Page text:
Seminar program



Program Schedule:


26th August 2022


18.00 - 19.30 Teaching on Four Noble Truths


27th August 2022


9.00 - 10.15 Teaching on Four Immeasurables
10.45 - 12.00 Teaching on Six Paramitas
14.00 - 15.15 Teaching on Refuge
15.45 - 17.00 Teaching on Bodhichitta
17.00 - 17.30 Bestowing Refuge and Bodhisattva vows (optional, please see below);
17.30 - 18.00 Vajrakilaya Blessing


His Holiness Sakya Trizin will teach in English,

ven. Bhante Dhammadipa will translate into Czech.

Program Topics:


Four Noble Truths

Four noble truths were taught by Buddha Shakyamuni as the central theme of the so-called first turning of the wheel of the Dharma (the first, essential cycle of his teaching) after his attainment of Awakening.

They are:

· the truth of suffering which is to be understood,

· the truth of the origin of the suffering which is to be abandoned,

· the truth of cessation (of causes of suffering) which is to be actualized

· and the truth of the path which is to be relied upon, to practice it.



Taking refuge is the foundation of, and entrance to all buddhist practice. It is the basis of all vows. The essence of taking refuge is the acceptance of the Three Jewels - Buddha, Dharma and Sangha as one's own refuge. The reasons for taking refuge are fear of one's own suffering in samsara, compassion for the suffering of others, and faith in the Three Jewels. We consider the Buddha as our guide and teacher, the Dharma as our path, and the Sangha as our companions on the path. By taking refuge, we formally become Buddhists.

Four Immeasurables

The Four Immeasurables are the basis for the creation of bodhichitta.

The first is loving kindness, which is the wish that living beings may have happiness and its causes.

The second is compassion, which is the wish that living beings may be free from suffering and its causes.

The third is joy, which is the wish that living beings may remain happy and their happiness may increase further.

And the fourth is equanimity, when we consider not only all beings, but also all phenomena (eg. pleasant and unpleasant) as equal.



There are two kinds of bodhicitta - relative and absolute.

Relative bodhicitta is the desire to attain Buddhahood for the benefit of all beings, that is, to free them from the sufferings of existence and bring them to the incomparable bliss of omniscience, and to practice methods to achieve this goal.

Absolute bodhicitta is a direct insight into the absolute nature of phenomena, primordial wisdom.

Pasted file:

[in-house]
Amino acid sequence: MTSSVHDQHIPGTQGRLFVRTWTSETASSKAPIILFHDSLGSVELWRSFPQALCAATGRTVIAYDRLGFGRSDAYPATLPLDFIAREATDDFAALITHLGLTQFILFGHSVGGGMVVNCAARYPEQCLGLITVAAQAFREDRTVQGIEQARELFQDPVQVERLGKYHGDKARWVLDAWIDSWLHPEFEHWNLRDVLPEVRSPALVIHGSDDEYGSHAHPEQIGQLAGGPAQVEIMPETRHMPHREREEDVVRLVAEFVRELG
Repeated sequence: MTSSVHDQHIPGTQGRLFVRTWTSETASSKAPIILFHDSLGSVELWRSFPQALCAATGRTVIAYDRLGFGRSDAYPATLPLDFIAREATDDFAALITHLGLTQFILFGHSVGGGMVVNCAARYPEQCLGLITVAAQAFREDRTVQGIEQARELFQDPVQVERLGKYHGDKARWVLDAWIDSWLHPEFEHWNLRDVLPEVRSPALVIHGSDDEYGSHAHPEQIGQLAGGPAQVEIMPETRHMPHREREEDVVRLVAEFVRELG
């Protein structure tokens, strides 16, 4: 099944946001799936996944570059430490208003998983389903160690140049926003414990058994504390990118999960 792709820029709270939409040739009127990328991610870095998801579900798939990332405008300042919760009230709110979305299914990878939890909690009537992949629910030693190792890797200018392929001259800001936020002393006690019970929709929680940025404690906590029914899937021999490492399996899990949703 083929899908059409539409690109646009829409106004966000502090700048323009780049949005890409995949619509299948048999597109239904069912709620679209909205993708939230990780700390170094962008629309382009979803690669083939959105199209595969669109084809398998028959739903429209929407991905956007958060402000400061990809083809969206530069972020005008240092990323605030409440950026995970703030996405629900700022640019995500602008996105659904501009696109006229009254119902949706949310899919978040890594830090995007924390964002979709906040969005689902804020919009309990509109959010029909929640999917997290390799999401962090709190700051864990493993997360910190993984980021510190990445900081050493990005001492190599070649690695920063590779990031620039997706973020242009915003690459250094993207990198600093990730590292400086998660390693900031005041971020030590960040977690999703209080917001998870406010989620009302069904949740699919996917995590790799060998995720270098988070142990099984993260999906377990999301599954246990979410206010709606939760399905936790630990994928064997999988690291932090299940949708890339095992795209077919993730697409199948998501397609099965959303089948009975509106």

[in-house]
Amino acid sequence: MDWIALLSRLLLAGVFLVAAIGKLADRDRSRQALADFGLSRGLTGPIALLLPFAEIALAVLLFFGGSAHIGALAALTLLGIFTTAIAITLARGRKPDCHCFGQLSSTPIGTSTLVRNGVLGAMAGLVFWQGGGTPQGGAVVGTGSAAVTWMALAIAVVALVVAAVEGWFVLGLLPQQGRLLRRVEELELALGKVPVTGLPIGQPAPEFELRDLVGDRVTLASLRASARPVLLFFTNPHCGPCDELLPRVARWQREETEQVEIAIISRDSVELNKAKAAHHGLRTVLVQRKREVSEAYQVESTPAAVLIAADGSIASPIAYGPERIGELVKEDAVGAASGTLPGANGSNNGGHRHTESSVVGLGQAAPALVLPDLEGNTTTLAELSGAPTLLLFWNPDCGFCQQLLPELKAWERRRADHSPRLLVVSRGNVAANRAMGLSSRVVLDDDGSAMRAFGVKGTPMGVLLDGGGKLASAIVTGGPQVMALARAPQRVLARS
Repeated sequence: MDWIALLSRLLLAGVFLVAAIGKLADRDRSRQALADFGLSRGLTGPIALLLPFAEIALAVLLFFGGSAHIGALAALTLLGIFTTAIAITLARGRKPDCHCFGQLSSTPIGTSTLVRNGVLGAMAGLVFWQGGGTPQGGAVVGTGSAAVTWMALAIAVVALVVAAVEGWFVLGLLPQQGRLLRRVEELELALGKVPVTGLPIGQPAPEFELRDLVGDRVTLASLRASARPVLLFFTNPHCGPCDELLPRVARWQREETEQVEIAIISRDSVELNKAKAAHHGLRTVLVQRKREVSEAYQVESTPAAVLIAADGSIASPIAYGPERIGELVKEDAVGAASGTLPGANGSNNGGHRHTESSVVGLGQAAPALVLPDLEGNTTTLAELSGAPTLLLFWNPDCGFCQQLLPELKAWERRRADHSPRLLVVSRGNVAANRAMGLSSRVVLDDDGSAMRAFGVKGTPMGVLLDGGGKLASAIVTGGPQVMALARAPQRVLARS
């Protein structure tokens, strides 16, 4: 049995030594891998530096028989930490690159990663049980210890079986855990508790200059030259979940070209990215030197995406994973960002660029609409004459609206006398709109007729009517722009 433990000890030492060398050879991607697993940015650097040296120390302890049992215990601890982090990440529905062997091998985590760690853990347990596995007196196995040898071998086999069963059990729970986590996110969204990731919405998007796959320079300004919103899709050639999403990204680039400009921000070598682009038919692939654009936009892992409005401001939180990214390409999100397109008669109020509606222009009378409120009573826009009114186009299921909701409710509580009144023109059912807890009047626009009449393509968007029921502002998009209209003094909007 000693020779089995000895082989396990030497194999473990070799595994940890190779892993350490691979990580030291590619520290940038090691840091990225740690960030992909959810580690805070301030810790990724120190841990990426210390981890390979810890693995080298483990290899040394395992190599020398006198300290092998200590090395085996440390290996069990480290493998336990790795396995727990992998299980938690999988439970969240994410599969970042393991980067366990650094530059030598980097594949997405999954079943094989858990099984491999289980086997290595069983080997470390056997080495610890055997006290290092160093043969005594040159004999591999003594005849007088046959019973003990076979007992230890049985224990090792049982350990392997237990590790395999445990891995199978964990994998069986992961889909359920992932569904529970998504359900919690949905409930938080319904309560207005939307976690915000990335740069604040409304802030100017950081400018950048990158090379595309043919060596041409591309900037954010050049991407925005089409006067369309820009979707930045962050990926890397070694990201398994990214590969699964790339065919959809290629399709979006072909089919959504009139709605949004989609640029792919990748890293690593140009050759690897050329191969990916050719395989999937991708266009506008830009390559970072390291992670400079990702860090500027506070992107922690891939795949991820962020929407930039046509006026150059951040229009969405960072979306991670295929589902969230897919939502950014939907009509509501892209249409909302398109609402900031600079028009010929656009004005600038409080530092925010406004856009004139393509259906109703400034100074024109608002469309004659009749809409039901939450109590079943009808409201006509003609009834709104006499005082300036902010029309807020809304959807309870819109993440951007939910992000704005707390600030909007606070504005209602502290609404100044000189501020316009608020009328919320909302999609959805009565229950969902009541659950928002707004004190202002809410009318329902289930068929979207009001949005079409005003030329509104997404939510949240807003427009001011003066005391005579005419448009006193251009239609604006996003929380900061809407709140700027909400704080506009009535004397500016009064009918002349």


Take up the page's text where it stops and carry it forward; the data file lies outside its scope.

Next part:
Six paramitas

The six paramitas or 'transcendent perfections' are the main practice of Mahayana Buddhism, they comprise the training of a bodhisattva.

They are:

· generosity: the attitude that we need to give others what we have to help them,

· moral discipline: refraining from negative actions, performing positive actions and helping others,

· patience: abandoning anger, the ability to endure wrongs, hardships and profound truth,

· joyful diligence: to find joy in what is virtuous, positive or wholesome,

· meditative concentration: ability to rest in virtue, without distraction and with ease,

· wisdom: wisdom of perfect discrimination of all phenomena and primordial, transcendent wisdom.

The first five paramitas correspond to the accumulation of merit, and the sixth to the accumulation of wisdom.



Bestowing Refuge and Bodhisattva vows

His Holiness Sakya Trizin will bestow the vows to all who are interested. Others can be present, there is no obligation to take vows.

The refuge is the foundation of all Buddhist practices. You need to take refuge vows if you want to become a Buddhist. You promise to regard the Buddha as your teacher, the Dharma as the path you will follow, and the Sangha as your companions along the way. Once you take refuge, you should not harm sentient beings. Taking refuge is a prerequisite for taking the vows of the bodhisattva.

Bodhisattva vow is a commitment to become a bodhisattva, that is, one who wants to attain Buddhahood for the benefit of all beings. We basically promise not to be selfish, ie to consider others more important than ourselves and to practice this.

According to the great Indian scholar Shantideva, it is very important and beneficial to take the Bodhisattva vows, because unlike other virtues, the virtues associated with the Bodhisattva vows are never exhausted, and thanks to these vows we accumulate virtues even when we sleep.

Vajrakilaya Blessing

Vajrakilaya is a significant Vajrayana deity who transmutes and transcends obstacles and obscurations. It is a wrathful form of the Buddha Vajrasattva, sometimes it s perceived as the wrathful form of Vajrapani. Vajrakilaya Blessing is very effective for removing obstacles in Dharma practice.